California to List Glyphosate, Three Insecticides under Proposition 65

Published September 16, 2015

The California Environmental Protection Agency’s Office of Environmental Health Hazard Assessment (OEHHA) released a notice of intent to list glyphosate, an herbicide, and three insecticides as known to the state to cause cancer under the Safe Drinking Water and Toxic Enforcement Act of 1986, or Proposition 65. Tetrachlorvinphos, parathion, and malathion are the insecticides that OEHHA has determined meet the criteria to be listed under Proposition 65.

OEHHA’s determination is based on conclusions of the International Agency for Research on Cancer (IARC), the specialized cancer agency of the World Health Organization, which has classified glyphosate and malathion as “probably carcinogenic to humans” and tetrachlorvinphos and parathion as “possibly carcinogenic to humans.” Under California law, certain substances identified by IARC are required to be listed as known to cause cancer under Proposition 65. IARC has concluded that there is sufficient evidence of carcinogenicity in experimental animals for all four of the chemicals named in OEHHA’s notice of intent.

IARC describes glyphosate as a “broad-spectrum, post-emergent, non-selective, systemic herbicide, which effectively kills or suppresses all plant types,” and a plant-growth regulator and desiccant when applied at lower rates. According to the agency, glyphosate has agricultural and non-agricultural uses throughout the world. Tetrachlorvinphos, parathion, and malathion are organophosphate insecticides. IARC notes that tetrachlorvinphos is banned in the European Union, and all authorized uses of parathion were cancelled in the EU and U.S. by 2003. According to the agency, malathion continues to be produced in “substantial volumes” throughout the world, and is used in agriculture, public health, and residential insect control.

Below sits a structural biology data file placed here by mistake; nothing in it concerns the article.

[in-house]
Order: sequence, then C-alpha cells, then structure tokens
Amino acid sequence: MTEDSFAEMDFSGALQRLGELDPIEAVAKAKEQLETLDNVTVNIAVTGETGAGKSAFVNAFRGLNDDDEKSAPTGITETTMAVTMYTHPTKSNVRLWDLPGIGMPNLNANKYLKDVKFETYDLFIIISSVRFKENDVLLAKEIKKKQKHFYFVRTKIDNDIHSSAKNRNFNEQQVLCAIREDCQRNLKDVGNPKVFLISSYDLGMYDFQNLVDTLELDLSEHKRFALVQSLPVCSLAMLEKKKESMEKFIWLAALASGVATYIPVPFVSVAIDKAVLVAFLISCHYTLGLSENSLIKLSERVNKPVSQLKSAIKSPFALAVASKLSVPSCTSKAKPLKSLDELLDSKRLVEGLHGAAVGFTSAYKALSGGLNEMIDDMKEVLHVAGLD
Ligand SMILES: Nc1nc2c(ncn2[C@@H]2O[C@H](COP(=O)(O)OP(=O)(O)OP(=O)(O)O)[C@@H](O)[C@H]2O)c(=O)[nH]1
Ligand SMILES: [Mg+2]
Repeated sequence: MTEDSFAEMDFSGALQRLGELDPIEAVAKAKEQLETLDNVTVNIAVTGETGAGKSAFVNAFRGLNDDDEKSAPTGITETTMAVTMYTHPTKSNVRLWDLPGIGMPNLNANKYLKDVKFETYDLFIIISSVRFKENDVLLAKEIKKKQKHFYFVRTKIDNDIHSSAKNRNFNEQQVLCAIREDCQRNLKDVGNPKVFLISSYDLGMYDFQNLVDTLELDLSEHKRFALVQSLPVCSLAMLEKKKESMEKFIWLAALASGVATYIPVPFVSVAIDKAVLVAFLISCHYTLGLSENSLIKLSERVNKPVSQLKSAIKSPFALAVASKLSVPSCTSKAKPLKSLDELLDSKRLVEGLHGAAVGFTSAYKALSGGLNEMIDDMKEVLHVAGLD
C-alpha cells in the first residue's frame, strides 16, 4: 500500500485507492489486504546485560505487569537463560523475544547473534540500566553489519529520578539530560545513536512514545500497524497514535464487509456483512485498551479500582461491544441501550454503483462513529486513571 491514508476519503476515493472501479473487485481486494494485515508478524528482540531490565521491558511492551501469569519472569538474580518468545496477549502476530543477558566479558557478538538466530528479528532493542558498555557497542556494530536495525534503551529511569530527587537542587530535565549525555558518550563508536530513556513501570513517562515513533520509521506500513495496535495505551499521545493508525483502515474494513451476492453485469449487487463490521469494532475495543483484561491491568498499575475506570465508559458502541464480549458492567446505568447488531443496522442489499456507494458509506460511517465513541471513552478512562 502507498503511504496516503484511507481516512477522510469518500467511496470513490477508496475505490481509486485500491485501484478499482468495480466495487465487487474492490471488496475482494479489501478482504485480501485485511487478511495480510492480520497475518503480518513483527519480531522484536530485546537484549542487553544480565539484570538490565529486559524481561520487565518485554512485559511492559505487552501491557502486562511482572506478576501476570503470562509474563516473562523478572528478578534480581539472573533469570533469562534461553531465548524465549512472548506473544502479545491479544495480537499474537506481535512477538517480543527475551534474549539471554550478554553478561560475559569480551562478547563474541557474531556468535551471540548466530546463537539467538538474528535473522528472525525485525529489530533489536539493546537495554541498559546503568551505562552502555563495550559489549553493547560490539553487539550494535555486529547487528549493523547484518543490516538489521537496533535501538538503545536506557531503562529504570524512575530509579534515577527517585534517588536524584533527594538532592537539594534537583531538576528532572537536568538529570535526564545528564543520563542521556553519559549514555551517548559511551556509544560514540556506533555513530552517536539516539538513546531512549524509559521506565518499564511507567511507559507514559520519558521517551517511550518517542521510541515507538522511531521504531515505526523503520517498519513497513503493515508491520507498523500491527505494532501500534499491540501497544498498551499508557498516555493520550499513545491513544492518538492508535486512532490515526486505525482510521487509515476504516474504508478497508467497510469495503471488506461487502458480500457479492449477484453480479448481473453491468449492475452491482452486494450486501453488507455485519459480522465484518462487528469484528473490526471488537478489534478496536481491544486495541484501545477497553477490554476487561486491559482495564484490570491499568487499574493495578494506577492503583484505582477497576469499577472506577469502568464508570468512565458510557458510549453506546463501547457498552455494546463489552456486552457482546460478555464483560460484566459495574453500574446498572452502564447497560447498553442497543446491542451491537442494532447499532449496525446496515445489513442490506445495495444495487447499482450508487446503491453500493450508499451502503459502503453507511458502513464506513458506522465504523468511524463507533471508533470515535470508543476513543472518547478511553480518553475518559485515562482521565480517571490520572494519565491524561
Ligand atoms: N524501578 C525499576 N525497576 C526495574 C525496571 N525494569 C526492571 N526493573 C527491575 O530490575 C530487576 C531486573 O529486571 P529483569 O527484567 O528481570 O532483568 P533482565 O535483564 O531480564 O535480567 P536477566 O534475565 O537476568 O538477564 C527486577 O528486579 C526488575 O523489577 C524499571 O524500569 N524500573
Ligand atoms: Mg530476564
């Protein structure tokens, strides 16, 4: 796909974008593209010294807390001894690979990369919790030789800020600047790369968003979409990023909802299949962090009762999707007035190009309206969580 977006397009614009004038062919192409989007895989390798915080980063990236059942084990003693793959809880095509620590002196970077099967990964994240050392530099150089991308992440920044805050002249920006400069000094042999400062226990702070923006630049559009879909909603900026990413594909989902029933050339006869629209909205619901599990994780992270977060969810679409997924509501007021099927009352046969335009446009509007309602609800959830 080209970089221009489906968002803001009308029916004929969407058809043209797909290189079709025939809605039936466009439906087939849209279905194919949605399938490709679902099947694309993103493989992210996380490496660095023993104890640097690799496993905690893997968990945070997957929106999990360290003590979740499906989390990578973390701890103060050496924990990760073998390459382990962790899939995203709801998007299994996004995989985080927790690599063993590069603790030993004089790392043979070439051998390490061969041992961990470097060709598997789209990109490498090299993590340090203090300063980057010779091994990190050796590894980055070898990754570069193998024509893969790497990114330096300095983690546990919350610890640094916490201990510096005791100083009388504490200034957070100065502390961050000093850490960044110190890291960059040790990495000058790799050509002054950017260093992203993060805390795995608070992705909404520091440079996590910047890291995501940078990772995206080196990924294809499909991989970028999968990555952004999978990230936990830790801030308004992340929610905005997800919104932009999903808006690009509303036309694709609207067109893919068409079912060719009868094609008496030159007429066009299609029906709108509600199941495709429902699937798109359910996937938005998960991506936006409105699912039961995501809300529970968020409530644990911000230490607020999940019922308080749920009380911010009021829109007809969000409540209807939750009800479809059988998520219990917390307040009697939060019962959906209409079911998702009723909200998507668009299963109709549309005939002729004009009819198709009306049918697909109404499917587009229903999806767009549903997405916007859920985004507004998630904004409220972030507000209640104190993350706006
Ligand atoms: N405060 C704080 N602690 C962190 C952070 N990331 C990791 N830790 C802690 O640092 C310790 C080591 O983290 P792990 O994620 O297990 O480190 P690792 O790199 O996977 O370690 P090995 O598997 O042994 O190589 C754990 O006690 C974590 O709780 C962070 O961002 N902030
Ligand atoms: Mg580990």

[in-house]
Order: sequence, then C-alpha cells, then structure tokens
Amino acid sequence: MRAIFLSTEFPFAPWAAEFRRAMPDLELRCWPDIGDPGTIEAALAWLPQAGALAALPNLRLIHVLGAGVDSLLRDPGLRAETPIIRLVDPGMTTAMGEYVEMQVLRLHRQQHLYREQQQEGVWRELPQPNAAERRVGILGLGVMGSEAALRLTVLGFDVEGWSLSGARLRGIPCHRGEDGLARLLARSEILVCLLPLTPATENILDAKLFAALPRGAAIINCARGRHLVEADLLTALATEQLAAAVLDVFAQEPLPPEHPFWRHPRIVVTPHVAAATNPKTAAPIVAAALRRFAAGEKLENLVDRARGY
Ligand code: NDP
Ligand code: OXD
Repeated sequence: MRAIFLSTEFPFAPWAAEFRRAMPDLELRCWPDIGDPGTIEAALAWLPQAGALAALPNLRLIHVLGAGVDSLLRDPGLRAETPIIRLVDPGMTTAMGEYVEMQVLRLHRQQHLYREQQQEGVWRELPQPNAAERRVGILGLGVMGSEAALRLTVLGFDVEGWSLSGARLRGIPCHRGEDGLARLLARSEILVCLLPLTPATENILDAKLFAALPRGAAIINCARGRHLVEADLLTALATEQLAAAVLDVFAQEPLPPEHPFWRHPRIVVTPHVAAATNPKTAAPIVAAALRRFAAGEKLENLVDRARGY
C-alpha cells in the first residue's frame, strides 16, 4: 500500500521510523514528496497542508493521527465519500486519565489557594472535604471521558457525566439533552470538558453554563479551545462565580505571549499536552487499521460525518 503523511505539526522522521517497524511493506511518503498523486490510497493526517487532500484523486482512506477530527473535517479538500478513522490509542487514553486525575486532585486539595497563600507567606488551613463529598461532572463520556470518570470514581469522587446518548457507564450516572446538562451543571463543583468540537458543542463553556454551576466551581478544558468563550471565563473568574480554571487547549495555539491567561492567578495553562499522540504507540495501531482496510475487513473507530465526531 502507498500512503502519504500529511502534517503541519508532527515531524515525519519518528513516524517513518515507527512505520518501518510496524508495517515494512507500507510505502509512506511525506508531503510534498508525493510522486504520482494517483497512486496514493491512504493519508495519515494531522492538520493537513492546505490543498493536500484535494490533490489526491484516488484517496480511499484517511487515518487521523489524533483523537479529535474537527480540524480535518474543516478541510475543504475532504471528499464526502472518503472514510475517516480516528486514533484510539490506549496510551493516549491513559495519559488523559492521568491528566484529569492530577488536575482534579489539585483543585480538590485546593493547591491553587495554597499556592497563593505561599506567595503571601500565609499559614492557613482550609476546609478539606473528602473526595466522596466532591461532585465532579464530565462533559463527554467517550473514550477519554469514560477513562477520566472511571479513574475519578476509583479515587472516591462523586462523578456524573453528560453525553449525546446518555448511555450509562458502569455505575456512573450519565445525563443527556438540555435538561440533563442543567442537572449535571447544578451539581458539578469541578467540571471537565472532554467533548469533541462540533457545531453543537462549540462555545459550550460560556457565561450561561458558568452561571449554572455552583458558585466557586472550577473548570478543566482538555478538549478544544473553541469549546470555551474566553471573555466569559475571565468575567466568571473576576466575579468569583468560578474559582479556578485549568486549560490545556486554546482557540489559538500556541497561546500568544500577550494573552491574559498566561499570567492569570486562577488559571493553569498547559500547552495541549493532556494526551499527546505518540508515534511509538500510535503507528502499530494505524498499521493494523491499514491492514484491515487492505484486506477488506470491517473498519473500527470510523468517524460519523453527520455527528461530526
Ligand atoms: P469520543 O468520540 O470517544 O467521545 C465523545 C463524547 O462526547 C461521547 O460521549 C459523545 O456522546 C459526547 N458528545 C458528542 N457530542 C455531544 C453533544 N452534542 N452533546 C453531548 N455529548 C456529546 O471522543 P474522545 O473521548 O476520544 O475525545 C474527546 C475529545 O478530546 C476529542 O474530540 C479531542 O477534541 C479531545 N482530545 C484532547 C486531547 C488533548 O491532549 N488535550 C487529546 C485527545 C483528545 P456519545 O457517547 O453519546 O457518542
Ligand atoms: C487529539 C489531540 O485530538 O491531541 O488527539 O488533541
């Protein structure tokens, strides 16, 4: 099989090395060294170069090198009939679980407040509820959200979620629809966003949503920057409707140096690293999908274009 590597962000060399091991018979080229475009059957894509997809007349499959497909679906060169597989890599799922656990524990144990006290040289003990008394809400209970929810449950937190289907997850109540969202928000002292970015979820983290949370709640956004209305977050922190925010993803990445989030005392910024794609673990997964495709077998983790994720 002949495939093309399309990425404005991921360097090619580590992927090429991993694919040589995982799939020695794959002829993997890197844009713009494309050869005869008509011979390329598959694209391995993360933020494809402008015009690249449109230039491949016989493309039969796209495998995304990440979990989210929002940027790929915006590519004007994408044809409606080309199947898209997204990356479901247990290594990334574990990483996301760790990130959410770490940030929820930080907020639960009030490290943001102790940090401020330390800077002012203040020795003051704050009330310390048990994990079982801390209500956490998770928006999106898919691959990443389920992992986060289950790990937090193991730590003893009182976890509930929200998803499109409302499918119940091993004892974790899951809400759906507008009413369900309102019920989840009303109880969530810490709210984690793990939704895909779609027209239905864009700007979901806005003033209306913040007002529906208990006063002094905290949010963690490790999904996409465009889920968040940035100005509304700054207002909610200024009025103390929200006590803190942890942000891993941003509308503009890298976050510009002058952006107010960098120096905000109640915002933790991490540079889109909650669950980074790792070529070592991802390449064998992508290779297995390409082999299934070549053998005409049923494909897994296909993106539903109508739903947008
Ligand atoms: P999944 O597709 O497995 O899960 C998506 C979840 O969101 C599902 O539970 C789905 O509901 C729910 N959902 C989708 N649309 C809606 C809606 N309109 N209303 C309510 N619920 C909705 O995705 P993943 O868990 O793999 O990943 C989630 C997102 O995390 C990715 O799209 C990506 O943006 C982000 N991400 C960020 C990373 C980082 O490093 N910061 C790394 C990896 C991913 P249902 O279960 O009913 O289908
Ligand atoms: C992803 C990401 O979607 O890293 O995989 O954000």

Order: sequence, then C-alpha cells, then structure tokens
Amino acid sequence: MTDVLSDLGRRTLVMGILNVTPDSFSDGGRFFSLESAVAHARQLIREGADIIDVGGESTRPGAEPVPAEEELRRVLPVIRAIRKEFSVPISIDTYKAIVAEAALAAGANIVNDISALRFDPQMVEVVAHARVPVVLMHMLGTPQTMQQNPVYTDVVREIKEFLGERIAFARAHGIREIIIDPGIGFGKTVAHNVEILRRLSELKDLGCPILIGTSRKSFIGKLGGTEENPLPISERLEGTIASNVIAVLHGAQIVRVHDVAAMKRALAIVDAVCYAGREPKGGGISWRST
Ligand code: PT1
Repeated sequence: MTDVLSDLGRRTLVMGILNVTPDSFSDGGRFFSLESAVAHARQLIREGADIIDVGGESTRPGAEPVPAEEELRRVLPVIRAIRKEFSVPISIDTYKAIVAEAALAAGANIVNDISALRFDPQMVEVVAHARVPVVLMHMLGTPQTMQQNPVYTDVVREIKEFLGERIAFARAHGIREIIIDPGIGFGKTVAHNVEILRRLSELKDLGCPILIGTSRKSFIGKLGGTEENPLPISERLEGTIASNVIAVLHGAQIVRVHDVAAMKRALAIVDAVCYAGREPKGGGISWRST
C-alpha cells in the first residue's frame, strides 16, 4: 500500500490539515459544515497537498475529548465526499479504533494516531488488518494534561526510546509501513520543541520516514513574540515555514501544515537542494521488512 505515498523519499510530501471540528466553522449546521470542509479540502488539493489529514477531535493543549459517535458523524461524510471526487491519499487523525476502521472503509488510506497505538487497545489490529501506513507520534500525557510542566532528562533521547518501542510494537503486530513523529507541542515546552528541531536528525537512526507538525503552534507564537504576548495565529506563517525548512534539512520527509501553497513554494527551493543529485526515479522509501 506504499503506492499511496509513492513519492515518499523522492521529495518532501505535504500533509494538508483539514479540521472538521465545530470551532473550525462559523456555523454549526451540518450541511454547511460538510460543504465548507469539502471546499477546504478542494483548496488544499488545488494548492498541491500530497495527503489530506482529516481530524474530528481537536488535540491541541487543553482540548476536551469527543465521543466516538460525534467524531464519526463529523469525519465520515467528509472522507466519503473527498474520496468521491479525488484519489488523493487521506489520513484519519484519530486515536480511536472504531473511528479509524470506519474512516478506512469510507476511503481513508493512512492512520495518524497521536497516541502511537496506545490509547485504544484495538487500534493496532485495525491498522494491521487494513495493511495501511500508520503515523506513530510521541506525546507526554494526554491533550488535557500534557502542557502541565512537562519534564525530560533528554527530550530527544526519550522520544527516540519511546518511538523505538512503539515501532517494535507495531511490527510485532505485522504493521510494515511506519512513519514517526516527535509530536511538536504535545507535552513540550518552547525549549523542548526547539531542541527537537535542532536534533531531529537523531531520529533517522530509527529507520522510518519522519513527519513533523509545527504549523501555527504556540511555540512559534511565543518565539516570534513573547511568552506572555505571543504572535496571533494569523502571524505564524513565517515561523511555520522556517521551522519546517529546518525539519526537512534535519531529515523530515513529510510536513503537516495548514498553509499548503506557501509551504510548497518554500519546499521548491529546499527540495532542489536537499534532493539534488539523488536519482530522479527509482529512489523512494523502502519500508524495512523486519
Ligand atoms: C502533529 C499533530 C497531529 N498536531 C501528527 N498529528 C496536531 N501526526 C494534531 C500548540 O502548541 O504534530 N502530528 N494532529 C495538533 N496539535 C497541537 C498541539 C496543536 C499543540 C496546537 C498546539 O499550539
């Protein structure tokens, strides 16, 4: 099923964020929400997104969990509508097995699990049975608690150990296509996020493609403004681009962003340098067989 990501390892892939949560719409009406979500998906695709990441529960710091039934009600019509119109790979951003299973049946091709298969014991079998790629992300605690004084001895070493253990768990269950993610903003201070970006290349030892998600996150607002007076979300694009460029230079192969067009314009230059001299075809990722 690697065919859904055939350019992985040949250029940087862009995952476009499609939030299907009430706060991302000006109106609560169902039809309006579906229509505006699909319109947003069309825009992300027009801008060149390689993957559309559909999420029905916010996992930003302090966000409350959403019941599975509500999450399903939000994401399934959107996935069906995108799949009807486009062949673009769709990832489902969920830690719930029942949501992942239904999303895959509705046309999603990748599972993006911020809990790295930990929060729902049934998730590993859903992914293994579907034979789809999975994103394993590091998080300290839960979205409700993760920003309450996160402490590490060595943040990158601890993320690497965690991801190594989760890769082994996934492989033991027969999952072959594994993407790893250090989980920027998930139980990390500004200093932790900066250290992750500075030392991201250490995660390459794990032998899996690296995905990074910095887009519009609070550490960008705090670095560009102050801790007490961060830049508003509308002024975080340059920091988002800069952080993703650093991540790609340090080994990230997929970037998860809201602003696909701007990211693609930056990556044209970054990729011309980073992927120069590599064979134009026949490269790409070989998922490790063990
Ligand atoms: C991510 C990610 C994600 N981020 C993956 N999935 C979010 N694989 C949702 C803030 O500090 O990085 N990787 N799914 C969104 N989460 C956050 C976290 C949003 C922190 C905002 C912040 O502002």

OEHHA is requesting comments about whether these four chemicals meet the criteria to be listed under Proposition 65 regulations. The comment period is open until Oct. 5. View the notice of intent and learn more about submitting comments on OEHHA’s website.

OEHHA’s website provides a “plain language” explanation of Proposition 65 for further information.